How to catch a custom exception in a try/except block?

I am using Python 3.10. I have an issue catching my custom exception in a try/except block.

I define my custom exception like this:

class InvalidSquareError(TypeError, ValueError):
    """Create a custom exception for an invalid chess board square."""

Then I want to catch my custom exception in my method like this:

def valid_square(self, square):
    """Check whether a valid chess board square was selected."""
        move = self.board.find_move(self.from_square, self.to_square)
    except InvalidSquareError:
        self.from_square = square
        # Do something with the move object.

So, if the find_move() method (of a 3rd-party library) raises a TypeError or a ValueError, my custom exception InvalidSquareError (that inherits from TypeError and ValueError) is never caught and handled in the try/except block. Can you please tell me what am I doing wrong?

The except InvalidSquareError catches all exceptions that are InvalidSquareError or subclasses of InvalidSquareError. TypeError and ValueError are superclasses of InvalidSquareError and thus won’t be caught.

To catch TypeError and ValueError, you can do except (TypeError, ValueError).

Yes, I know that I can do except (TypeError, ValueError), but I want to be more descriptive with my InvalidSquareError custom exception. Please tell me how can I define my InvalidSquareError custom exception to be a superclass of TypeError and ValueError. How can I achieve this?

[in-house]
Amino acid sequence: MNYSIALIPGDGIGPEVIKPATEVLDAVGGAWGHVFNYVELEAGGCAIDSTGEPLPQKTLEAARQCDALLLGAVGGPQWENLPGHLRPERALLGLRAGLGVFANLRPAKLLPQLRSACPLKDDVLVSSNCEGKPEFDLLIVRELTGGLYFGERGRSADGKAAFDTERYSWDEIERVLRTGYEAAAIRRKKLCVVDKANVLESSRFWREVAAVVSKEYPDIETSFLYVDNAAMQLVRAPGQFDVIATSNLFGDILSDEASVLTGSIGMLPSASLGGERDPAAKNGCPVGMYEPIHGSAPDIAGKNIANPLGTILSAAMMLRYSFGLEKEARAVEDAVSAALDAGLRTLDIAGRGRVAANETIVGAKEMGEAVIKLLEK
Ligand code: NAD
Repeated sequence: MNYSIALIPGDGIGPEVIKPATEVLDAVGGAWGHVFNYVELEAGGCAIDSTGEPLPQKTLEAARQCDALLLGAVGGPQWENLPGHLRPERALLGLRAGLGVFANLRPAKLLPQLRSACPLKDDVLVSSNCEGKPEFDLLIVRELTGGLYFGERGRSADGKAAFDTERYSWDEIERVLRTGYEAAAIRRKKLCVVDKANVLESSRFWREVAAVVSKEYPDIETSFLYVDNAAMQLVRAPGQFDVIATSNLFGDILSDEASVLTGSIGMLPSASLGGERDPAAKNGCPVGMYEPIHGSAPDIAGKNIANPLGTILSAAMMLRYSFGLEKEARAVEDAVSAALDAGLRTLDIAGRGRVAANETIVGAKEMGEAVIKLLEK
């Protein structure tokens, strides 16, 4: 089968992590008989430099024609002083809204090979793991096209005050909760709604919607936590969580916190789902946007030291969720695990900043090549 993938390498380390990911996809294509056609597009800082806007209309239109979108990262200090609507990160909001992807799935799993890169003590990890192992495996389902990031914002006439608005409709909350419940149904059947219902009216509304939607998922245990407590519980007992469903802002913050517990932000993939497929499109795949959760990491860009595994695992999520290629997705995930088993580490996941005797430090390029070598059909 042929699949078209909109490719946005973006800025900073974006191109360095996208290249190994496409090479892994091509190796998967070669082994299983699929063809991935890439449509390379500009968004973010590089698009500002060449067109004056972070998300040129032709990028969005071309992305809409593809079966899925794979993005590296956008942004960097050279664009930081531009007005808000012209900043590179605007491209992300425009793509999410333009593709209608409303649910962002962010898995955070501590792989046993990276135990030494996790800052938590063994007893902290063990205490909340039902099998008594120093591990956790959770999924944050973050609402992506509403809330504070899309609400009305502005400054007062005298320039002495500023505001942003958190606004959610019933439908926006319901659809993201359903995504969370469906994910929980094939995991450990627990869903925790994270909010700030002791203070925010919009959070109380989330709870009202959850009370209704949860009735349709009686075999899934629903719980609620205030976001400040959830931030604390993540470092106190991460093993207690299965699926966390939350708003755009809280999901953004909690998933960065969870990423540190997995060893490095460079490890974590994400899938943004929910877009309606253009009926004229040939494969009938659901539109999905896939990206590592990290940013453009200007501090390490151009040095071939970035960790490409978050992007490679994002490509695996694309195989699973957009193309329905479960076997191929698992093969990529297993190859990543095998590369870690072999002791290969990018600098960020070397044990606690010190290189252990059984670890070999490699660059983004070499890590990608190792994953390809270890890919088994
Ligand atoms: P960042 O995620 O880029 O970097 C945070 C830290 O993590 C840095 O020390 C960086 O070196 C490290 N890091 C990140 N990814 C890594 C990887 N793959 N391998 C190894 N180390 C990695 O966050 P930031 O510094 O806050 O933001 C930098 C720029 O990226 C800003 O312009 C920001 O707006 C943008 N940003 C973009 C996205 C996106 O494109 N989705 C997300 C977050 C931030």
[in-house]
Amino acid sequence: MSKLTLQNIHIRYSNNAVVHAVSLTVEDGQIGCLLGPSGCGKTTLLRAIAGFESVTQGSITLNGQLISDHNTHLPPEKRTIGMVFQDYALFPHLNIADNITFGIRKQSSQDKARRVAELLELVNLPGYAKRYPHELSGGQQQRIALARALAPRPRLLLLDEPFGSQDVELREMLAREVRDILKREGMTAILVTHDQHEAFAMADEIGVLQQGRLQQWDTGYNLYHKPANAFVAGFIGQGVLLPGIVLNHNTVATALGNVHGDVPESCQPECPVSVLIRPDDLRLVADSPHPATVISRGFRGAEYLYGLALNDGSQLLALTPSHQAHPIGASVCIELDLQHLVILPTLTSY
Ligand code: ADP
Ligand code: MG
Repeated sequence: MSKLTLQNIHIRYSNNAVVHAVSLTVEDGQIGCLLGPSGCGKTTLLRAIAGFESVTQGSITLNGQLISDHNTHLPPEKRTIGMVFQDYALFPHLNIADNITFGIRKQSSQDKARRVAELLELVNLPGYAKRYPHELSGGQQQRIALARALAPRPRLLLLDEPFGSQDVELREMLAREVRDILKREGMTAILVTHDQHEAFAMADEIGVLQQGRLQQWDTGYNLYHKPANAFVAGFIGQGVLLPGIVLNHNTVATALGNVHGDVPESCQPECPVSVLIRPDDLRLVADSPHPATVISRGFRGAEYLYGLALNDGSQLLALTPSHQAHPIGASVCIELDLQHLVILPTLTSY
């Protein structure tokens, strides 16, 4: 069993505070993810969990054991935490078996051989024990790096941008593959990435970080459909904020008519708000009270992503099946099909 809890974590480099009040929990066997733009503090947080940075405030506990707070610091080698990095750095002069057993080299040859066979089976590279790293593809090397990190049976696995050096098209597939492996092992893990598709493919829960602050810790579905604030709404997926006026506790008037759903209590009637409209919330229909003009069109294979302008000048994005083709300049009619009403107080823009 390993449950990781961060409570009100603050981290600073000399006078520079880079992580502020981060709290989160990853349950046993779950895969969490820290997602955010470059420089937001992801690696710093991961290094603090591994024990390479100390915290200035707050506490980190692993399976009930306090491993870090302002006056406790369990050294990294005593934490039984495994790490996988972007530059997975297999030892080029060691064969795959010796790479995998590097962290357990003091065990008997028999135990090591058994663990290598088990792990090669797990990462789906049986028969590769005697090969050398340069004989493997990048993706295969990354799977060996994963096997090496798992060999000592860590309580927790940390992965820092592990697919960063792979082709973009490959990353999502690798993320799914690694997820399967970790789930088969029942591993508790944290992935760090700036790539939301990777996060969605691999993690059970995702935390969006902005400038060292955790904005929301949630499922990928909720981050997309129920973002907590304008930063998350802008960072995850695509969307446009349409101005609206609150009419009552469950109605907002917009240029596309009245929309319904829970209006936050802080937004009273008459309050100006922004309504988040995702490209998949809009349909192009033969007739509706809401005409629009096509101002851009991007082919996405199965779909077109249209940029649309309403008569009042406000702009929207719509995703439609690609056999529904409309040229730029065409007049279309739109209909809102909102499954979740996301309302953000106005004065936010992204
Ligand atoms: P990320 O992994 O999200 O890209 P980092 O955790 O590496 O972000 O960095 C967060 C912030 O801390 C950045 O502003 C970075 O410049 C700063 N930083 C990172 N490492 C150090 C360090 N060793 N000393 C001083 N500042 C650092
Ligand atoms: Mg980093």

TypeError and ValueError are built-in exception classes; you cannot create a superclass for them. If you want to use your own custom exception, you’ll have to raise it yourself.

Or maybe I can do

InvalidSquareError = (TypeError, ValueError)

and then do

except InvalidSquareError:
    # Handle the exception.

EDIT: As tested just now, this works. Is this even considered Pythonic? Shall I rather declare this as a constant and instead of InvalidSquareError declare it as INVALID_SQUARE_ERROR? Would this be awkward?

Is it generally a bad idea to rename built-in exception class names in Python?

I would say that you are doing a disservice by not being explicit about the exceptions being caught. If someone were to look at the documentation for board.find_square(), they would see it throws TypeError or ValueError. Then they will read your code and see you catching InvalidSquareError which could lead to confusion.

If you were to actually redefine the exception names with your own (i.e. TypeError = “whatever”) that would certainly lead to confusion, so you probably shouldn’t do it. However, your solution is just making an alias for the names rather than redefining them, which is usually fine and even used in the standard library in some places.

You can add a try/except block in your method, catch TypeError and ValueError, then throw InvalidSquareError.

You can optionally enclose that block in a decorator and reuse on other methods.

Btw, most custom exceptions sub-class Exception or BaseException:

class InvalidSquareError(BaseException):

Hi Boštjan,

You can’t create a new class that is a superclass of TypeError and

TypeError and ValueError already exist, and they already know what their
superclasses are. They inherit from:

object --> BaseException --> Exception --> TypeError

and the same for ValueError.

The descriptive way to catch both TypeError and ValueError is to
explicitly write what you are trying to do: